In this short article, we will provide an answer to the question, “Can you eat green pepper seeds?” with an in-depth analysis of green peppers, the taste of green pepper seeds, the health benefits of green pepper seeds, how to remove green pepper seeds as well as some ways to use green pepper seeds.
Can you eat green pepper seeds?
Yes, you can eat green pepper seeds if you are a spice lover. Green pepper seeds are edible, though they are very spicy. So if you are cooking with green peppers, you will have to remove the seeds, unless you want to eat the spiciest meal.
What are green peppers?
Green peppers, scientifically known as Capsicum annuum, are simply unripe bell peppers. They are less sweet with a grassier taste as compared to red and yellow peppers and have a somewhat bitter taste.
Green pepper, like all other bell peppers, is composed of 3 or 4 bulging lobes joined together, narrowing slightly at the bottom and equipped with a rough green stem at the top.
Inside the green pepper, there are a bunch of tiny white seeds towards the stem end. Although these seeds are nutritious, they are mostly discarded as they have a slightly bitter taste.
Green peppers and all other varieties of bell peppers are satisfyingly crispy, although they do differ slightly in flavour based on their colour.
The seeds and the whitish membrane called placenta inside a green pepper contain most of the capsaicin in the pepper. This means that if you exclude them, you can easily turn down the heat. Or, if you want to have a slightly spicy meal, you can take out the seeds but leave the placenta.
Health benefits of green peppers
Improves eye health
Green peppers have a good amount of lutein. Lutein is a chemical compound that gives carrots, cantaloupe, and eggs their characteristic yellow and orange colour. It is considered an antioxidant that is known to improve eye health.
Lutein, particularly, helps in strengthening the part of the eye that often gets affected by blue light. Getting enough lutein in the diet may assist in limiting the occurrence of macular degeneration and cataracts.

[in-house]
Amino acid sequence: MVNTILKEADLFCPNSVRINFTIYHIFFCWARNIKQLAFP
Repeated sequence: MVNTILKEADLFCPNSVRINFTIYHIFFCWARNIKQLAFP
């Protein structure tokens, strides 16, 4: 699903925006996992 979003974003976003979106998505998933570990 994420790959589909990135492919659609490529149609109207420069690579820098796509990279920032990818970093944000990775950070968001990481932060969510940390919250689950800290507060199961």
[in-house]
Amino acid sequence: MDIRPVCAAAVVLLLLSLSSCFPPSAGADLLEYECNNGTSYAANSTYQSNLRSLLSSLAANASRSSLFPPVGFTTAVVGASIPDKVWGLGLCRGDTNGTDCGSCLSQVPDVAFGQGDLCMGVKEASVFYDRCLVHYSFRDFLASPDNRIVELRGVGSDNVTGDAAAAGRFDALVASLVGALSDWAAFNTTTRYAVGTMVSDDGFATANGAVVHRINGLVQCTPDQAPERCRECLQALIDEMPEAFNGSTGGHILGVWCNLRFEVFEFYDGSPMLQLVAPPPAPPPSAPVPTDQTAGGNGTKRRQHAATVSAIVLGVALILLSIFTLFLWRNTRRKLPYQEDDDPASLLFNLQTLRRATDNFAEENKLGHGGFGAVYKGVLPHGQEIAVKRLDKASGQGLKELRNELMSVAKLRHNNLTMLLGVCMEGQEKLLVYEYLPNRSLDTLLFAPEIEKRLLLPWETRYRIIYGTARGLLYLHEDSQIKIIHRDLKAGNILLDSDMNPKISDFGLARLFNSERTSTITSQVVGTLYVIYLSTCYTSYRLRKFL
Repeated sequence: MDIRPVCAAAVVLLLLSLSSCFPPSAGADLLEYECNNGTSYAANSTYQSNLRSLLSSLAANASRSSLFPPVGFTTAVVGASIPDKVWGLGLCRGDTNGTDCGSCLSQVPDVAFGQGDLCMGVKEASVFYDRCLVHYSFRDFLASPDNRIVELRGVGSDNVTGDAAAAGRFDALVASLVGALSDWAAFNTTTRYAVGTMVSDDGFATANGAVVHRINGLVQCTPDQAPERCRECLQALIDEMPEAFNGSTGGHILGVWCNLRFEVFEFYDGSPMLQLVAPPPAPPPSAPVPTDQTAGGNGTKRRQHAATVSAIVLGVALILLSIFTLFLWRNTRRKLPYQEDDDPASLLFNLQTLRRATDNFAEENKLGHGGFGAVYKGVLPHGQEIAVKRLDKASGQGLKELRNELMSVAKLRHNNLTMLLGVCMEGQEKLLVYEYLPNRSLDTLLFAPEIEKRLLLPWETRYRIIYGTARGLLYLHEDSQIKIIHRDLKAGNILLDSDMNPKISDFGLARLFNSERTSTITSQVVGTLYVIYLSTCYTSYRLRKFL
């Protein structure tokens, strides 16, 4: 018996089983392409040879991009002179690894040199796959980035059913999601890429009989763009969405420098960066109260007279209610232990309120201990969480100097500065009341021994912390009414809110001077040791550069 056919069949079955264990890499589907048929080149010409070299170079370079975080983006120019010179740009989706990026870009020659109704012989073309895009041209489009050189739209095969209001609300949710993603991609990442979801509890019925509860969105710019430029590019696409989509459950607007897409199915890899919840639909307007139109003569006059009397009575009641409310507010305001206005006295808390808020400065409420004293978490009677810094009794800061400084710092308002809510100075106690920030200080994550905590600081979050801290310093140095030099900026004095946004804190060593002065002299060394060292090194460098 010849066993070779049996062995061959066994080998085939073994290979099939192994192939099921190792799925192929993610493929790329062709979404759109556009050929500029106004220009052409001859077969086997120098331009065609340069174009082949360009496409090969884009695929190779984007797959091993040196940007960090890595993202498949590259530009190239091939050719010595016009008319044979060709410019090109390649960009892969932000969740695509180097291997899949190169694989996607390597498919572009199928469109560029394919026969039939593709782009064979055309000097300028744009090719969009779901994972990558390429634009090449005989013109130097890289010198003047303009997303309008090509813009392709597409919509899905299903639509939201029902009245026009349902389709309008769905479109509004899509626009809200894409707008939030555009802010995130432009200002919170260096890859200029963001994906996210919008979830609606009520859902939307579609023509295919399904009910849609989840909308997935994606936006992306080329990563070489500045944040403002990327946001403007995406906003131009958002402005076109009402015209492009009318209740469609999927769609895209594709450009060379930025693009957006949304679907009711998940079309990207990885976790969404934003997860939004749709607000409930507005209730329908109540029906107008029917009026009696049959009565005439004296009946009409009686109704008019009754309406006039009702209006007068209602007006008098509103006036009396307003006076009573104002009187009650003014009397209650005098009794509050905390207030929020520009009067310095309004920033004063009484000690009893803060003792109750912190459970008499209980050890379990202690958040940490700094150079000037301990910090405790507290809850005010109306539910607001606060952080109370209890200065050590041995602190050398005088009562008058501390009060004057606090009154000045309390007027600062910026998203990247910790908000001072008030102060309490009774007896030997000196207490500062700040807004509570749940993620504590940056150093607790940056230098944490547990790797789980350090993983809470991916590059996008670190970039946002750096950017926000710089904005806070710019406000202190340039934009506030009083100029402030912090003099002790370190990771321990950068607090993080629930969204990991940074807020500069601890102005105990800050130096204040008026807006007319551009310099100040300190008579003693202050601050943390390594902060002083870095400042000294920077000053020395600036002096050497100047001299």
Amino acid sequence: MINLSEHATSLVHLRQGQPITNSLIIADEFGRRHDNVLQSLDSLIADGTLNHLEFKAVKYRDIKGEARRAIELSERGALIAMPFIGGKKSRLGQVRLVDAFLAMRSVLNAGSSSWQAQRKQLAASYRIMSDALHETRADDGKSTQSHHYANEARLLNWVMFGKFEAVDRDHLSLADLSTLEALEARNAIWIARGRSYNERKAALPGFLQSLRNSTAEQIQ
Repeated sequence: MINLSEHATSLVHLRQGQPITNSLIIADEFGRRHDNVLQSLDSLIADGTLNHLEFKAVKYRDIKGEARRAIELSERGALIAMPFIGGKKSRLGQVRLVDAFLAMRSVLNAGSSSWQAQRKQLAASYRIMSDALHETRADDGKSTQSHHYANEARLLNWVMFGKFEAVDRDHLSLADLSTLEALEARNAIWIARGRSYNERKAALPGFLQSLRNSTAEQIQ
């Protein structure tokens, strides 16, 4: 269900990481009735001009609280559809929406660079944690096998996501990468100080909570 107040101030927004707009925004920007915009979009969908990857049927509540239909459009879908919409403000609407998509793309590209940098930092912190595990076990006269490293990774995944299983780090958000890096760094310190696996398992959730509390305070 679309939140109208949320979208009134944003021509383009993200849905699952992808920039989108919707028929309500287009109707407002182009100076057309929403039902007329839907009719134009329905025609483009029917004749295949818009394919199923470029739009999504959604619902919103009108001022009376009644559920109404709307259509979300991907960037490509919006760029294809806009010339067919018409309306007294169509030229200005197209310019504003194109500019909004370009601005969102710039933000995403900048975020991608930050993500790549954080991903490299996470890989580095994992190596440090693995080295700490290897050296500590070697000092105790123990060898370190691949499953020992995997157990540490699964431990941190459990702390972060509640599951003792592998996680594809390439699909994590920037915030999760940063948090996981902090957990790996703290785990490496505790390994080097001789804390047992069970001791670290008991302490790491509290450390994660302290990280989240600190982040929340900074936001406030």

Anaemia is a condition characterized by low levels of iron in the blood. This can restrict the production of normal erythrocytes, which carry oxygen all around the body. The major symptoms of anaemia are fatigue and weakness.
In addition to iron, they are also loaded with vitamin C, which can support the body to absorb iron more effectively. This union makes green peppers a superfood for preventing and treating iron-deficiency anaemia.
Interestingly, green pepper seeds have double the quantity of vitamin C by mass than other citrus fruits. Green pepper seeds are rich in:
- Vitamin E
- Vitamin B6
- Vitamin K
- Vitamin A
Nutrients per serving
One half-cup serving of green pepper seeds provides:
- Calories: 15
- Cholesterol: 0 mg
- Fat: 0 g
- Protein: 1 g
- Sodium: 2 mg
- Carbs: 3 g
- Sugar: 2 g
- Fibre: 1 g
Risks of eating green pepper seeds
Green peppers seeds are safe for most people to consume in balance. But, some people may be allergic to the seeds of green peppers, particularly people who have pollen allergies. Check for symptoms of an allergic reaction, for instance, shortness of breath or swelling of the tongue or throat, and consult a doctor if needed.
How to make a spicy sauce with green pepper seeds?
To make the best and spiciest sauce, lightly heat the green pepper seeds in plain vegetable oil
Transfer everything to a small dish, and spoon over your meal. This recipe makes one of the hottest sauces. As capsaicin dissolves quite well in fat and oil, and by heating, it can become even more potent.
The best thing is that this sauce can last for a couple of weeks if you keep it firmly closed after every use.
How to remove green pepper seeds?
There are several ways to remove the seeds out of green pepper, the easiest one is described below:
- Cut the green pepper longitudinally down the centre
- Open the pepper so you have 2 halves facing up
- Trim around the stem at the head. This will remove the majority of the seeds
- Discard the stem with all the seeds
- Cut the leftover seeds out
- Wash the green peppers with running tap water to remove all residual seeds
Now the green peppers are ready to be sliced, diced, or cut and used in any dish.
Other FAQs about Pepper that you may be interested in.
In this short article, we have provided an answer to the question, “Can you eat green pepper seeds?” with an in-depth analysis of green peppers, the taste of green pepper seeds, the health benefits of green pepper seeds, how to remove green pepper seeds as well as some ways to use green pepper seeds.